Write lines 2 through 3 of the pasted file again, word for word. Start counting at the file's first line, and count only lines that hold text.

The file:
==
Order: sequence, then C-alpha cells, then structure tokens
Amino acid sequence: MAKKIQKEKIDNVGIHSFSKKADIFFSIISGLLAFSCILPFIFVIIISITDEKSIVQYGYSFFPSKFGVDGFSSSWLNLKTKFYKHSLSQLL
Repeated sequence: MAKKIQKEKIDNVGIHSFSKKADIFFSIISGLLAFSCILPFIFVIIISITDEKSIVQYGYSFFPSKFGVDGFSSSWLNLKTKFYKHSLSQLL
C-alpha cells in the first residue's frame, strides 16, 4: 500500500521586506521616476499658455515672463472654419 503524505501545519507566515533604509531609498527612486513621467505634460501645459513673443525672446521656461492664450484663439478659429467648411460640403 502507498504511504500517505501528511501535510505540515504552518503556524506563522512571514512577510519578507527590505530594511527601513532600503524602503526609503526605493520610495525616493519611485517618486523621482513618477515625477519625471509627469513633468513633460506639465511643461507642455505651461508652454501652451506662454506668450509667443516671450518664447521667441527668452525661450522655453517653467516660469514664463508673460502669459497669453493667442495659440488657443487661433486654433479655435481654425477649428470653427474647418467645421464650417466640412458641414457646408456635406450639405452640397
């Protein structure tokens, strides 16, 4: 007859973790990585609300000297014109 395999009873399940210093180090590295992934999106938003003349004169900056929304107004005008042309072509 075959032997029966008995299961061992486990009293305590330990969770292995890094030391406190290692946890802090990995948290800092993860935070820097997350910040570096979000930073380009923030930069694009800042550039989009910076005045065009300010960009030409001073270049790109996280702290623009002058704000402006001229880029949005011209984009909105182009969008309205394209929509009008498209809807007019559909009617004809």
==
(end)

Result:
Amino acid sequence: MAKKIQKEKIDNVGIHSFSKKADIFFSIISGLLAFSCILPFIFVIIISITDEKSIVQYGYSFFPSKFGVDGFSSSWLNLKTKFYKHSLSQLL
Repeated sequence: MAKKIQKEKIDNVGIHSFSKKADIFFSIISGLLAFSCILPFIFVIIISITDEKSIVQYGYSFFPSKFGVDGFSSSWLNLKTKFYKHSLSQLL